Sweet Briar is proof!

The Washington Post reports.

Loyal alumni make it extremely difficult to close a college. Just ask Sweet Briar.

Seniors and their family members prepare to line up before what was believed to be the final commencement ceremony at Sweet Briar College, an all-women’s liberal arts college in Sweet Briar, Va. on Saturday May 16, 2015. An agreement has been reached to keep the school open at least one more year. (Photo by Jabin Botsford/The Washington Post)
A few years ago, Clay Christensen, the Harvard Business School professor and champion of disruptive innovation, predicted that the “bottom 25 percent of every tier” of colleges will disappear or merge in the next 10 to 15 years.

But the latest round in the battle to save Virginia’s Sweet Briar College — where a judge approved a deal on Monday to keep it open next year — shows just how difficult it is to put a college out of business, even a small one facing stiff financial headwinds.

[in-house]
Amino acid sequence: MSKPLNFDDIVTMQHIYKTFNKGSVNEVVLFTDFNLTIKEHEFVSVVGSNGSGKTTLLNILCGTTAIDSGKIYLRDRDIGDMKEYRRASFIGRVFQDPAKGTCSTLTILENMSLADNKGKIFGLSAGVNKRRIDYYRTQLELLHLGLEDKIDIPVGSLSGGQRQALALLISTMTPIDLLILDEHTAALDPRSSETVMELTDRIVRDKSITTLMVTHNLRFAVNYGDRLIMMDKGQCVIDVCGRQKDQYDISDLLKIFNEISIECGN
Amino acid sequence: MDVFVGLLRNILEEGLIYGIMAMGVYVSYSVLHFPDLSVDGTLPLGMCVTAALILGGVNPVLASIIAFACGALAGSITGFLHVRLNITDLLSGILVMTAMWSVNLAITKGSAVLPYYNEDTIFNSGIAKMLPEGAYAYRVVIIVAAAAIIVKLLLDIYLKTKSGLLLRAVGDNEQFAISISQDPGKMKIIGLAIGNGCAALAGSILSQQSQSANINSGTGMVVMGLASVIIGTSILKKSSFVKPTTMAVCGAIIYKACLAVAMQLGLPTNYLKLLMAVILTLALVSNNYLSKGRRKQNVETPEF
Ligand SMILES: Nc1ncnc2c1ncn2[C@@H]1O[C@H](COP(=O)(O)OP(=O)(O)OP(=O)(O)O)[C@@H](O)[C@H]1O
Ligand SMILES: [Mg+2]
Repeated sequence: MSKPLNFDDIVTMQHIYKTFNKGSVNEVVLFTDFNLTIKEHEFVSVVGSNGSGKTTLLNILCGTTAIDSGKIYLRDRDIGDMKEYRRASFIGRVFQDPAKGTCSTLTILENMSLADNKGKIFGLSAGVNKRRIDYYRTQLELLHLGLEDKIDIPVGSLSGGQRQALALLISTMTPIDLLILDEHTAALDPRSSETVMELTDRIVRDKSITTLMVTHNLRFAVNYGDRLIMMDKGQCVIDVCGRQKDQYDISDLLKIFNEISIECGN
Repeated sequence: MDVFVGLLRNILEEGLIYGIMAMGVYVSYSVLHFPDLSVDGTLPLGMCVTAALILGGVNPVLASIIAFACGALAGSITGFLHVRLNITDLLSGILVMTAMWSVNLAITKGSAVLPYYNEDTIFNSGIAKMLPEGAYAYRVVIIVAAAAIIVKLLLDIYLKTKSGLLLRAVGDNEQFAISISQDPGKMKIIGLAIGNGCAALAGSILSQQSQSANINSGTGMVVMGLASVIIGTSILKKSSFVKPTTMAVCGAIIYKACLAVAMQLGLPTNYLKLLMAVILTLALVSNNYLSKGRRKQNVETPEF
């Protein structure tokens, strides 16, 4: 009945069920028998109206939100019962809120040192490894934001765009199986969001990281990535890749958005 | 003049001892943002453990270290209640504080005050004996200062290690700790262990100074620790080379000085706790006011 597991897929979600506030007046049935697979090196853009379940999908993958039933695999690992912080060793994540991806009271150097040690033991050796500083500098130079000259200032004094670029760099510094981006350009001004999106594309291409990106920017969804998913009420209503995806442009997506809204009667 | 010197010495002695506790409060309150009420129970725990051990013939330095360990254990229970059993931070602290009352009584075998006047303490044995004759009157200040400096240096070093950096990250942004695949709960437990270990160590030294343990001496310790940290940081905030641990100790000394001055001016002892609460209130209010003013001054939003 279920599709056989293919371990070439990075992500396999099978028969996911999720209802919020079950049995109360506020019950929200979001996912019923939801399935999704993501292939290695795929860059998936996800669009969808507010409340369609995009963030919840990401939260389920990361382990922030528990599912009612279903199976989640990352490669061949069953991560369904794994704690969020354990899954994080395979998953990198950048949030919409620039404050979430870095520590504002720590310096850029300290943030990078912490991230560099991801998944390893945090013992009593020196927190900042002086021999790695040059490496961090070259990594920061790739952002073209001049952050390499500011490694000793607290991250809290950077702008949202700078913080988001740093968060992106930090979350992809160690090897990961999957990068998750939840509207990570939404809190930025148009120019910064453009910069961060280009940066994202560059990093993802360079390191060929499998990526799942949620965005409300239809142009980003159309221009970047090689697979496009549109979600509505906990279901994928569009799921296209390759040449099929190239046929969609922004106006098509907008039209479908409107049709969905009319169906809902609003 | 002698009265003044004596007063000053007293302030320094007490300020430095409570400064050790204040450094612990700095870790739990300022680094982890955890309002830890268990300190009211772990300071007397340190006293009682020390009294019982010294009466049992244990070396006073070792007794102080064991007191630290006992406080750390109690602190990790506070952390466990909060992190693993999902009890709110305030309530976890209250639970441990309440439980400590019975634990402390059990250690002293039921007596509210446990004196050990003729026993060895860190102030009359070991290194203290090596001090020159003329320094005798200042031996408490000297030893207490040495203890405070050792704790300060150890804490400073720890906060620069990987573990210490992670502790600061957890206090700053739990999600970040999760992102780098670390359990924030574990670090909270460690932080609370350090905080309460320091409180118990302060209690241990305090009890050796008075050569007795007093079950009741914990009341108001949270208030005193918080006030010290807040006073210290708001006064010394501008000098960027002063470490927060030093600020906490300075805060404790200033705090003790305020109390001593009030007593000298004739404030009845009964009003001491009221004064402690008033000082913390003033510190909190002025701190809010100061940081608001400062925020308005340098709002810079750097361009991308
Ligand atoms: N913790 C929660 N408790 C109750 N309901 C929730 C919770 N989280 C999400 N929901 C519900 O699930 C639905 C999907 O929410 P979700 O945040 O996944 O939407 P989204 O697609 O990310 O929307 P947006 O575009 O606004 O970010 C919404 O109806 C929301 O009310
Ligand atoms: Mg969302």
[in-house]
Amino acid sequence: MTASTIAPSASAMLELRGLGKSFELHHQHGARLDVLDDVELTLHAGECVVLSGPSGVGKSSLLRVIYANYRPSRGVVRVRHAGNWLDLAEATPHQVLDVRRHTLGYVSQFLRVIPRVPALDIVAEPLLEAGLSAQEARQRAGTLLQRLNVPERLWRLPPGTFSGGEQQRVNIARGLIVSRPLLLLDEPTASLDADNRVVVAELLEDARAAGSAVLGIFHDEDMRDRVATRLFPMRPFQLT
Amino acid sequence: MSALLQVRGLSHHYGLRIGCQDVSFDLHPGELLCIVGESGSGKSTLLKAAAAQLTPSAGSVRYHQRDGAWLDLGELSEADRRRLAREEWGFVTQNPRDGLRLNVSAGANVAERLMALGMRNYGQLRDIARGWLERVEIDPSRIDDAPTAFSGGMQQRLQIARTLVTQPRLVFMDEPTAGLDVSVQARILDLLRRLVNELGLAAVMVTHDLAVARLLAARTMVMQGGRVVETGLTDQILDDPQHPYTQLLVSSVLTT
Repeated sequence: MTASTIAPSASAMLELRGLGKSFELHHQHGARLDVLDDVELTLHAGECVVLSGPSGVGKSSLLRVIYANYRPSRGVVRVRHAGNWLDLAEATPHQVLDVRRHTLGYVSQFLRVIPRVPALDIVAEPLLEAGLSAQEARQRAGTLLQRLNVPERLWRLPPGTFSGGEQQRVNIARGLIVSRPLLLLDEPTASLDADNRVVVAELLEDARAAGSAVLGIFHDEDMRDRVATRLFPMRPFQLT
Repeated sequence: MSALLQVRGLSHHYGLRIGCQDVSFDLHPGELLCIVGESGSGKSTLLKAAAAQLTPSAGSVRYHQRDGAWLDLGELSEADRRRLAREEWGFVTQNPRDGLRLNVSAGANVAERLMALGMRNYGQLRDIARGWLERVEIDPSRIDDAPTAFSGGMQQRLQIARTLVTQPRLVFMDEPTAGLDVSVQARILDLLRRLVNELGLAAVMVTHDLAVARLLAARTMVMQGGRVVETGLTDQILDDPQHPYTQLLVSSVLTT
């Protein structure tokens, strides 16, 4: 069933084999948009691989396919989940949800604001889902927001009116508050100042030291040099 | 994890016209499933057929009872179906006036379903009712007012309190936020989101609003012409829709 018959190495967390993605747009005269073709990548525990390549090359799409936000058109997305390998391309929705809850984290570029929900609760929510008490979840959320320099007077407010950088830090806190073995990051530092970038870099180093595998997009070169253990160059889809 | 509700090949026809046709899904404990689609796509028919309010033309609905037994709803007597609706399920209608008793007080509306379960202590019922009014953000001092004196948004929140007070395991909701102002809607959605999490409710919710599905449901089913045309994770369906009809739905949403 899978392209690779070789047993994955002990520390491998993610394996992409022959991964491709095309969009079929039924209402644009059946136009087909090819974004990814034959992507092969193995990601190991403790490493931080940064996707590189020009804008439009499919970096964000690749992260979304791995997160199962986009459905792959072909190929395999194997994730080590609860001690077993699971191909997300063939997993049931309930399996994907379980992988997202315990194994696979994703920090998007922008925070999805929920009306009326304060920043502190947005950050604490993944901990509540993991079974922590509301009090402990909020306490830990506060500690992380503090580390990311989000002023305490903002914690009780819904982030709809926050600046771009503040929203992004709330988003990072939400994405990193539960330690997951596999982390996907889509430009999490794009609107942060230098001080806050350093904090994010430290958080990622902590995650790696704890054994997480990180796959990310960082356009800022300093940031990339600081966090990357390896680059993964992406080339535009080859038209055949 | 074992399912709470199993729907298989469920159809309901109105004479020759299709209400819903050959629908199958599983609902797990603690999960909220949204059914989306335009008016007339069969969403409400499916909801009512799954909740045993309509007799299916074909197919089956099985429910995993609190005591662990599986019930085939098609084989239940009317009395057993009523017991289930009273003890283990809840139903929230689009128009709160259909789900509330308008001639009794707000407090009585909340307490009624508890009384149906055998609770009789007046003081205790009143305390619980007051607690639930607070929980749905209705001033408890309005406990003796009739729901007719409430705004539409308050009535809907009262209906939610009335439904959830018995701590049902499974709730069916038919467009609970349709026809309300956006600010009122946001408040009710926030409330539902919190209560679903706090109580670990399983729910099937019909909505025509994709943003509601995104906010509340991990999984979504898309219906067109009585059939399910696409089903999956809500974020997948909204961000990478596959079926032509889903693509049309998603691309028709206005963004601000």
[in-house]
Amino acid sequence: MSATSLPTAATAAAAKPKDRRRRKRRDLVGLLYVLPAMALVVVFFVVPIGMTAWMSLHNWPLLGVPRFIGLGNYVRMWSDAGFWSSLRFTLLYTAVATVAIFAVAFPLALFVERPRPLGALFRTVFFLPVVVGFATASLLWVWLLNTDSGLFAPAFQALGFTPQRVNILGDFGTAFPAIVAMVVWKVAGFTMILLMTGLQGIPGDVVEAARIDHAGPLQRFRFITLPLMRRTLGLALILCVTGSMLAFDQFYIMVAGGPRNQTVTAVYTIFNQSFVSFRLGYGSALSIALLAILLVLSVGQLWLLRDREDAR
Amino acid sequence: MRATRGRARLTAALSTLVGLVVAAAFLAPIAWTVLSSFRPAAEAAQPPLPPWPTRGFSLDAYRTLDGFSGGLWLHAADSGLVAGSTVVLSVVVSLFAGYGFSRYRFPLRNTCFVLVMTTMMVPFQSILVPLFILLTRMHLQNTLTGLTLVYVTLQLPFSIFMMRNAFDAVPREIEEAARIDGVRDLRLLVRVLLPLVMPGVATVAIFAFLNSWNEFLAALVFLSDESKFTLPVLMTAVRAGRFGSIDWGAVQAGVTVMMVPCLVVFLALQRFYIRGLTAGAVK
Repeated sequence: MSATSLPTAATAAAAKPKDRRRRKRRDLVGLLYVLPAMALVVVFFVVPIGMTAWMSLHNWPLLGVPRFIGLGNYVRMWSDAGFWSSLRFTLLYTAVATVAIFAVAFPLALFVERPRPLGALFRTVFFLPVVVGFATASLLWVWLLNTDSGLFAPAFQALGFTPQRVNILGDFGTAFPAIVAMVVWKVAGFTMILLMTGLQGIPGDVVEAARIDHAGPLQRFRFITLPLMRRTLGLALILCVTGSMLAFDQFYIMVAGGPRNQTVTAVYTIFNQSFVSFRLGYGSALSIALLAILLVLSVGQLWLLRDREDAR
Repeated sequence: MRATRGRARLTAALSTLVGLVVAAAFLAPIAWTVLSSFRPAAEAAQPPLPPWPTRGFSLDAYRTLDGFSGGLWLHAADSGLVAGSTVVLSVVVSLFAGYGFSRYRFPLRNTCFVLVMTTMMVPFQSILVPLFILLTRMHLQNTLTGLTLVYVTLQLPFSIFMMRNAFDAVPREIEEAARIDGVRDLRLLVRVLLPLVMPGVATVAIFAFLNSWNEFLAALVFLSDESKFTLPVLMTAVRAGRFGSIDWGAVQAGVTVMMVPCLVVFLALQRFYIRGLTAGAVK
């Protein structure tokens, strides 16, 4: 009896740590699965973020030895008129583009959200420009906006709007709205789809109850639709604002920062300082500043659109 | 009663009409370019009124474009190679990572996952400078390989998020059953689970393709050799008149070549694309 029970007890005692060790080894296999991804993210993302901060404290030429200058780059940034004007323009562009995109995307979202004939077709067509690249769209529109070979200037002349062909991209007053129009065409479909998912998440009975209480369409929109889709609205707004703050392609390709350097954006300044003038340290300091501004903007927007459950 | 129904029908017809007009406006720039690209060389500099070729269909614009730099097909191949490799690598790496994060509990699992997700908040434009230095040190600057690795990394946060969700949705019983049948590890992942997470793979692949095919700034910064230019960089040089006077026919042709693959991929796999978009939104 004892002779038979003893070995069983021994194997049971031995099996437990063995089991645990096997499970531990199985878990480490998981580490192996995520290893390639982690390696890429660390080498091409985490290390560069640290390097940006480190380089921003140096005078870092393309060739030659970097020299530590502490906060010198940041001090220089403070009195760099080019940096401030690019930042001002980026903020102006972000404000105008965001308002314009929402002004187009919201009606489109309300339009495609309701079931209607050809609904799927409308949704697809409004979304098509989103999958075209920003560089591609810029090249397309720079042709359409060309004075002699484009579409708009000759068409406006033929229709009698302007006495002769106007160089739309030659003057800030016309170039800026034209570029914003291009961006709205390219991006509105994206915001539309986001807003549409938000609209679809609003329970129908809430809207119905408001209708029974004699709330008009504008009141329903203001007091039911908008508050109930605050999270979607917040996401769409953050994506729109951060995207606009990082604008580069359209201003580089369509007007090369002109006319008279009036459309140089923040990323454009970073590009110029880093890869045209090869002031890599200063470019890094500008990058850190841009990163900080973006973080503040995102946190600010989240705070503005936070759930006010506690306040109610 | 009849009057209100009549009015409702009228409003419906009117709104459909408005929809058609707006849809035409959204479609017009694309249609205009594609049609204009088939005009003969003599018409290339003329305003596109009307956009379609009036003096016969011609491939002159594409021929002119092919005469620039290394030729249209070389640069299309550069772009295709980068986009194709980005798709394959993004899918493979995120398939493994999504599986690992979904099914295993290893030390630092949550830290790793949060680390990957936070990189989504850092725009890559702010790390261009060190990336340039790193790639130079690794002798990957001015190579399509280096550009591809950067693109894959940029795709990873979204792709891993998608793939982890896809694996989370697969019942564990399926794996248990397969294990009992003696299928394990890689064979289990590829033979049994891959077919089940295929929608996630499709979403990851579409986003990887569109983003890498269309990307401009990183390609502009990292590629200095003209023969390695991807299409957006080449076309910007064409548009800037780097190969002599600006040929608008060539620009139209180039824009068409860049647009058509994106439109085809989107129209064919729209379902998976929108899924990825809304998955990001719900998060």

Customers of Borders or Tower Records didn’t save those retail chains when the forces of technology and changing shopping habits forced them to close. Alumni of a college are a different kind of customer. A college diploma is perhaps the only “product” we buy one time in our life (and usually early on), and in which we still take an active interest during the business years or even decades later. We even advertise the college for free to other prospective customers throughout our lifetime with sweatshirts and car-window decals.